In FIG. 2, there is shown a plot of the electrochemical potential (mY) measured between the sulfide electrodes and the reference electrode in the presence of increasing DTC precipitant dosage. In FIG. 3, there is illustrated a plot of the electrochemical potential (mV) measured between the sulfide electrode and the reference electrode in the presence of increasing pDTC precipitant dosage. In FIG. 4, there is shown a plot of the electrochemical potential (mV) measured between the sulfide electrode and the reference electrode in the presence of increasing TMT precipitant dosage. In FIG. 5, there is depicted a plot of the electrochemical potential (mV) measured between the sulfide electrode and the reference electrode in the presence of increasing TTC precipitant dosage.

As can be seen from FIGS. 2 through 5, the electrochemical potential measured decreases as the various precipitant dosages are increased. In FIG. 6, there is shown a plot of the electrochemical potential (mV) measured between the sulfide electrode and the reference electrode in the presence of copper ions. It will be noted that the electrochemical potential increases with increasing copper concentration.

A variable speed mixer 22 is also disposed within the precipitation tank 14 to allow for proper mixing of the wastewater with any added precipitant. The sulfide ion-selective electrode 16 monitors both the concentrations of soluble, unreacted precipitant and metal ions. The complete reaction of precipitant and soluble metal ions in the wastewater result in the formation of an insoluble metal-precipitant complex. The presence of unreacted precipitant is due to both the incomplete reaction with metal ions in the wastewater and product overfeed. The presence of metal ions is due to precipitant underfeed.

The sulfide electrode responds to both the unreacted precipitant during the overfeed conditions and to the metal ions during the precipitant underfeed condition so as to cause an electrochemical potential (mV) between the sulfide electrode 16 and the reference electrode. The reference electrode is commonly a silver/silver sulfide electrode, but can be a mercury/mercury sulfide electrode which prevents fouling of the reference electrode in the presence of mercury in the wastewater. Wastewater usually remains in the precipitation tank 14 thirty minutes or more to insure complete reaction.

The system 2 also includes a coagulation tank 26 which is connected to the precipitation tank 14 via a connection pipe 27. The coagulation tank includes a variable speed mixer 28 and a coagulant feed unit 30. The coagulation tank 26 provides for charge neutralization of the precipitant-metal complex in the wastewater. Commonly, the precipitant-metal complex discharged from the precipitation tank 14 is negatively charged. The coagulant introduced into the system from 10 the coagulant feed unit 30 interacts with the precipitant-metal complex particles such that subsequent particle collisions result in formulation of larger floc particles which settle and aid in removal of the precipitant-metal complex. The coagulation tank 26 is well mixed by the speed mixer 28 to insure good dispersal of the coagulant and numerous particle collisions to cause particle growth. Wastewater commonly remains in the coagulation tank approximately 30 minutes or more.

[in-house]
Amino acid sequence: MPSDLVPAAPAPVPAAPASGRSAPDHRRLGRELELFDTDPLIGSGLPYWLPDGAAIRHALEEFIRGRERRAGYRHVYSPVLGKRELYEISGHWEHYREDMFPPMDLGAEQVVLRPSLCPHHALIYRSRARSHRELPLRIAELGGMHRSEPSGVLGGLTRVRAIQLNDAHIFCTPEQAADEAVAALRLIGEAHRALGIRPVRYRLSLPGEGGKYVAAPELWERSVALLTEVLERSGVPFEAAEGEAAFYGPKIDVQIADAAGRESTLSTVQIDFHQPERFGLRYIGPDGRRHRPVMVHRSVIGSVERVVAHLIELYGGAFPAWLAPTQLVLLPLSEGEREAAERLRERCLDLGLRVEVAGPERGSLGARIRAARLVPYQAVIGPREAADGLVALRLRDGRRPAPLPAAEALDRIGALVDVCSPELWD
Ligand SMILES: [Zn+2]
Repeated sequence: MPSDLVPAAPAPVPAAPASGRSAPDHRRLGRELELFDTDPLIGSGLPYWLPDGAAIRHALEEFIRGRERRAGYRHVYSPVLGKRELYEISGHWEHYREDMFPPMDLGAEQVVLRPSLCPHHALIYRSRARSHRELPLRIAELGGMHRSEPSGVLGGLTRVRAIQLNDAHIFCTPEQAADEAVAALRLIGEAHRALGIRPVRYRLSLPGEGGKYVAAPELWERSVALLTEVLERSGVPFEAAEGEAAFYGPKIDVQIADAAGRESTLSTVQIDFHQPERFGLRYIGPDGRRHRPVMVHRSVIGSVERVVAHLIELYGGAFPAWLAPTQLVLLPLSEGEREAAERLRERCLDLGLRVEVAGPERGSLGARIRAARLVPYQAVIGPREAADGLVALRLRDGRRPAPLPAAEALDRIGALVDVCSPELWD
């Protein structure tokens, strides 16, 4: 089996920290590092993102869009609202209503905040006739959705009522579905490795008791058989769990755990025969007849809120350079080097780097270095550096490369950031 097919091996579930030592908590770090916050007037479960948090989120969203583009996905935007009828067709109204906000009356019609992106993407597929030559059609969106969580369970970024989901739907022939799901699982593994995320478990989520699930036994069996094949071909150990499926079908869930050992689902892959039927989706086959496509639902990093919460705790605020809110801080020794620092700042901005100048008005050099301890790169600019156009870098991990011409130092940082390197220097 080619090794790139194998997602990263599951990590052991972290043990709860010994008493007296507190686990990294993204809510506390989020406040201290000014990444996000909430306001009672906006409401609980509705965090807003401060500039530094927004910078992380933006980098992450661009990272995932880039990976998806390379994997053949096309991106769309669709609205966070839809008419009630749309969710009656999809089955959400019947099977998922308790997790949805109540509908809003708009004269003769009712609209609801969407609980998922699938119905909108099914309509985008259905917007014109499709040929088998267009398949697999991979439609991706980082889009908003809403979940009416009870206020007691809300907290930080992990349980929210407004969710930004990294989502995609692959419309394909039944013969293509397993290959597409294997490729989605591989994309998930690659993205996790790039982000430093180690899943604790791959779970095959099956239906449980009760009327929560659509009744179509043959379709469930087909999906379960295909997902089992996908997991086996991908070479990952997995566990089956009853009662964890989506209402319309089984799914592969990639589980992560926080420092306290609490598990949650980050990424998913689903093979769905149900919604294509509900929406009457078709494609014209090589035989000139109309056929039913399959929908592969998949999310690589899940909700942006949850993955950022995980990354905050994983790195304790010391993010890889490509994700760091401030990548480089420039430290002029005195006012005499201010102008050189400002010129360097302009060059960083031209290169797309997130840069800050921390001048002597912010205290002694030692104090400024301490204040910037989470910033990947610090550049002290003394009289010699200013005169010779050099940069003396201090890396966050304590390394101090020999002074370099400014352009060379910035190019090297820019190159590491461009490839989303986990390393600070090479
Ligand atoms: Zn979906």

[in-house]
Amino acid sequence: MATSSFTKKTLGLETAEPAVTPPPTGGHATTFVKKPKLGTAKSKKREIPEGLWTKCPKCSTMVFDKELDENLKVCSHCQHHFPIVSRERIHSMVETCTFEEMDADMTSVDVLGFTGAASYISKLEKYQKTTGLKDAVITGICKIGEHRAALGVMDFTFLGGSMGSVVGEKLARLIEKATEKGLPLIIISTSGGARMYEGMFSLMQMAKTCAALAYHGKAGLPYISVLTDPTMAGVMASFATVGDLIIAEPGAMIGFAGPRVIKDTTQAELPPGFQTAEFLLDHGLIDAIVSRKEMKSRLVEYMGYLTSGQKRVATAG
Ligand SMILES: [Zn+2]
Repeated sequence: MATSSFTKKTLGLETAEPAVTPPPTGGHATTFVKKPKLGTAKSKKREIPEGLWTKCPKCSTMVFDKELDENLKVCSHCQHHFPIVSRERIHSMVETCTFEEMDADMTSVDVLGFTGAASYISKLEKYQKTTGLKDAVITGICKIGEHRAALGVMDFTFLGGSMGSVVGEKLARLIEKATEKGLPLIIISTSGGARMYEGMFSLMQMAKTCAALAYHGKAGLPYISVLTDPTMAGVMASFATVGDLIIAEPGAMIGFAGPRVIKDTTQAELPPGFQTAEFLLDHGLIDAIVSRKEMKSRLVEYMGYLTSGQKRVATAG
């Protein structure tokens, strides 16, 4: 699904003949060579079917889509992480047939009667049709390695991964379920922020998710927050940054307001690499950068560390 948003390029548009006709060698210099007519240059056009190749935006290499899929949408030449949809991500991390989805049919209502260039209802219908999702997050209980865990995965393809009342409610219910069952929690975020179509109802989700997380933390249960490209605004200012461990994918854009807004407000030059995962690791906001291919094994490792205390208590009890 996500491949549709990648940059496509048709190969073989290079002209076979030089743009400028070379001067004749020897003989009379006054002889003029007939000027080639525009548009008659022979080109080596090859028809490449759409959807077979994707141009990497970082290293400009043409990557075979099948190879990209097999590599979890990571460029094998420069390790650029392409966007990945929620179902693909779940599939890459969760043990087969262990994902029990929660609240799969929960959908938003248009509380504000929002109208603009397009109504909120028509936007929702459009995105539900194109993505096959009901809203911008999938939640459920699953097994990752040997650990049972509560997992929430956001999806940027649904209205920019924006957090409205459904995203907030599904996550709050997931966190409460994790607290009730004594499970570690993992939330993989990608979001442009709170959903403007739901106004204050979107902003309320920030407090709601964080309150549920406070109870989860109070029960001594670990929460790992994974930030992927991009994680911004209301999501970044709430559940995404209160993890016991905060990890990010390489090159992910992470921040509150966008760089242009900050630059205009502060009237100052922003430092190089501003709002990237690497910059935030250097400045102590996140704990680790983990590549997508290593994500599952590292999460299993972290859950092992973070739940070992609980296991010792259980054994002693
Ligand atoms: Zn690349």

A flocculation tank 34 is also included in the system 2 and is connected to the coagulation tank 26 via a connection pipe 35. A flocculant is added to the wastewater by a flocculant feed unit 36. The wastewater in the flocculation tank 34 is subjected to low-energy mixing by a variable speed mixer 38 to encourage further flocculation of the precipitated-metal complex. A clarifier 40, is connected to the flocculation tank 34 via a connection pipe 41. Floc settles in the clarifier 40 and clear effluent overflows a weir (not shown) at the top of the clarifier 40.

The clarifier 40 discharges the final effluent to a public municipal sewer at the outlet 44. One example of a sludge removal apparatus includes a cone-bottom tank 46 which is connected to the bottom of the clarifier 40 via a connection 47 for collection and thickening of sludge therefrom. A filter press 48 is connected via connection pipe 49 to the tank 46 to provide for further de-watering of the sludge. The dewatered sludge is periodically dropped into a hopper 50 and then sent to a sludge drier (not shown). The dried sludge is finally carried off to a landfill off-site.

In additional embodiments of the system 2 the neutralization tank 6, precipitation tank 14 and coagulation tank 26 can be combined into one or two tanks such that the pH of the wastewater is adjusted in the same tank where precipitation and/or coagulation is occurring. Further, the system 2 can be easily modified so as to remove metals from wastewater in a batch treatment process. This is achieved by replacing the inlet line 3 with separate containers such as Batch A and Batch B for supplying wastewater to be treated to the equalization tank 4 in a batch-wise operation via respective feed lines 52 and 54.